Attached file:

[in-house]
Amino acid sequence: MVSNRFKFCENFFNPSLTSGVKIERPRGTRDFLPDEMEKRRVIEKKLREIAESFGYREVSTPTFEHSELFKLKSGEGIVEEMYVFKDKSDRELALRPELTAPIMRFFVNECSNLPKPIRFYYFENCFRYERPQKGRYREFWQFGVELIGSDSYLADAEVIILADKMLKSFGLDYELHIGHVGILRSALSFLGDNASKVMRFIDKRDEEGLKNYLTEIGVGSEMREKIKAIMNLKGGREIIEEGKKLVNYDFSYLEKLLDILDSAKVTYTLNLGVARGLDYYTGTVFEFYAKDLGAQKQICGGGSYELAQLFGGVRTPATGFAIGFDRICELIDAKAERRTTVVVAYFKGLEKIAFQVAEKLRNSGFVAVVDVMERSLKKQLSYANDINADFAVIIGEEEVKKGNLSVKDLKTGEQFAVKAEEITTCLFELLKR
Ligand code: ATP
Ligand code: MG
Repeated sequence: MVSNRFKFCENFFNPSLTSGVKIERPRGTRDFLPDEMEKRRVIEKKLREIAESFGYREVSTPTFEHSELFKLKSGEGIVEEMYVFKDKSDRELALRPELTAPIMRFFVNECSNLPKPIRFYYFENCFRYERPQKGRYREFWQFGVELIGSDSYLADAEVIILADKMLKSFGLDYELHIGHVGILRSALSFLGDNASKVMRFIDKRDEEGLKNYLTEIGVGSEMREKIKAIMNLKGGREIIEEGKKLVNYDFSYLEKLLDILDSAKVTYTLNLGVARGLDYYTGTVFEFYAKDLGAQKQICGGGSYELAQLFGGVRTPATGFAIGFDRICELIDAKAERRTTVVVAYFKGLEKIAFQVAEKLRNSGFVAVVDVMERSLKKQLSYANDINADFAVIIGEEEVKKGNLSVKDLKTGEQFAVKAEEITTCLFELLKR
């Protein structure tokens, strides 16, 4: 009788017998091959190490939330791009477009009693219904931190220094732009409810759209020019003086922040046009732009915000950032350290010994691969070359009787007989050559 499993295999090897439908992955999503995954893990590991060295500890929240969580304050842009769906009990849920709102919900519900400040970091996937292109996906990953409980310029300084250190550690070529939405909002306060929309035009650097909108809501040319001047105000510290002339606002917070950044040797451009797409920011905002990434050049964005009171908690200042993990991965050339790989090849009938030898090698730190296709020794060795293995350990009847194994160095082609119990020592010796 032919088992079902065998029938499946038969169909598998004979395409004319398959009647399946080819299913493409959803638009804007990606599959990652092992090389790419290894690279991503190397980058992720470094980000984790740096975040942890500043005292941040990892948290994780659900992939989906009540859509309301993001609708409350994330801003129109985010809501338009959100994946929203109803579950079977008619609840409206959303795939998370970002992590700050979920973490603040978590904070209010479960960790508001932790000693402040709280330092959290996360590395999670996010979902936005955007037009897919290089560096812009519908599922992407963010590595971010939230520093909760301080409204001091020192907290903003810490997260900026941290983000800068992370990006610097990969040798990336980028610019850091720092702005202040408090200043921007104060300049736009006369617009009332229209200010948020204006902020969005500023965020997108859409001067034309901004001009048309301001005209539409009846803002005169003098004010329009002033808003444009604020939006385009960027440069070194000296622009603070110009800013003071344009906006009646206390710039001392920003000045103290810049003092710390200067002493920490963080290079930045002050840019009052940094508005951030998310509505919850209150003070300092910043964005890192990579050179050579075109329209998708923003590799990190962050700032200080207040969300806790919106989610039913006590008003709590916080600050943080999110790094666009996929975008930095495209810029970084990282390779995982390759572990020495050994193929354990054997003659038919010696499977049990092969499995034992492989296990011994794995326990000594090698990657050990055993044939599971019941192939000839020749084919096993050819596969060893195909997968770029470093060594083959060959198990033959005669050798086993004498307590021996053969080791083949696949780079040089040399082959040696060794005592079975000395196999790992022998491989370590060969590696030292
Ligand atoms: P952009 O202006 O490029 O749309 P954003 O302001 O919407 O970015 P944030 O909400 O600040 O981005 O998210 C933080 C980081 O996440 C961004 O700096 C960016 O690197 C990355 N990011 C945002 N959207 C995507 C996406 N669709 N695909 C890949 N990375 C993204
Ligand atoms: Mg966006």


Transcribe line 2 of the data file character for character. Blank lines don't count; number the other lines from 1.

Amino acid sequence: MVSNRFKFCENFFNPSLTSGVKIERPRGTRDFLPDEMEKRRVIEKKLREIAESFGYREVSTPTFEHSELFKLKSGEGIVEEMYVFKDKSDRELALRPELTAPIMRFFVNECSNLPKPIRFYYFENCFRYERPQKGRYREFWQFGVELIGSDSYLADAEVIILADKMLKSFGLDYELHIGHVGILRSALSFLGDNASKVMRFIDKRDEEGLKNYLTEIGVGSEMREKIKAIMNLKGGREIIEEGKKLVNYDFSYLEKLLDILDSAKVTYTLNLGVARGLDYYTGTVFEFYAKDLGAQKQICGGGSYELAQLFGGVRTPATGFAIGFDRICELIDAKAERRTTVVVAYFKGLEKIAFQVAEKLRNSGFVAVVDVMERSLKKQLSYANDINADFAVIIGEEEVKKGNLSVKDLKTGEQFAVKAEEITTCLFELLKR